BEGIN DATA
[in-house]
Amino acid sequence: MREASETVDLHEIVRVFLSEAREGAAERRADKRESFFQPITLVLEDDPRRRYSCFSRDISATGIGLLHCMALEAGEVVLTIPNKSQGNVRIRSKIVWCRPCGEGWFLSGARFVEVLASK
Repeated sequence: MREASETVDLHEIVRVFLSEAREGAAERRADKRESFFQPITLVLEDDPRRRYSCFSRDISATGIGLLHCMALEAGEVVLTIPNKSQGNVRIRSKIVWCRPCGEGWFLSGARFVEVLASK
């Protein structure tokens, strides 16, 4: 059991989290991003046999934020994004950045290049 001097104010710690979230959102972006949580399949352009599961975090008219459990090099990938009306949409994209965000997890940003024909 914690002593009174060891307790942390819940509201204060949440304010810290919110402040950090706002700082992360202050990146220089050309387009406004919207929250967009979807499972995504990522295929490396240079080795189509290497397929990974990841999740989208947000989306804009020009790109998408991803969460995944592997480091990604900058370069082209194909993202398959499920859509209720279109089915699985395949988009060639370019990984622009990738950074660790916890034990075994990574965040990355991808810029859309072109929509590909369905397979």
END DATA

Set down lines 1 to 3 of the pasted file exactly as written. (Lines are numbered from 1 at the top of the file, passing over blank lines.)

[in-house]
Amino acid sequence: MREASETVDLHEIVRVFLSEAREGAAERRADKRESFFQPITLVLEDDPRRRYSCFSRDISATGIGLLHCMALEAGEVVLTIPNKSQGNVRIRSKIVWCRPCGEGWFLSGARFVEVLASK
Repeated sequence: MREASETVDLHEIVRVFLSEAREGAAERRADKRESFFQPITLVLEDDPRRRYSCFSRDISATGIGLLHCMALEAGEVVLTIPNKSQGNVRIRSKIVWCRPCGEGWFLSGARFVEVLASK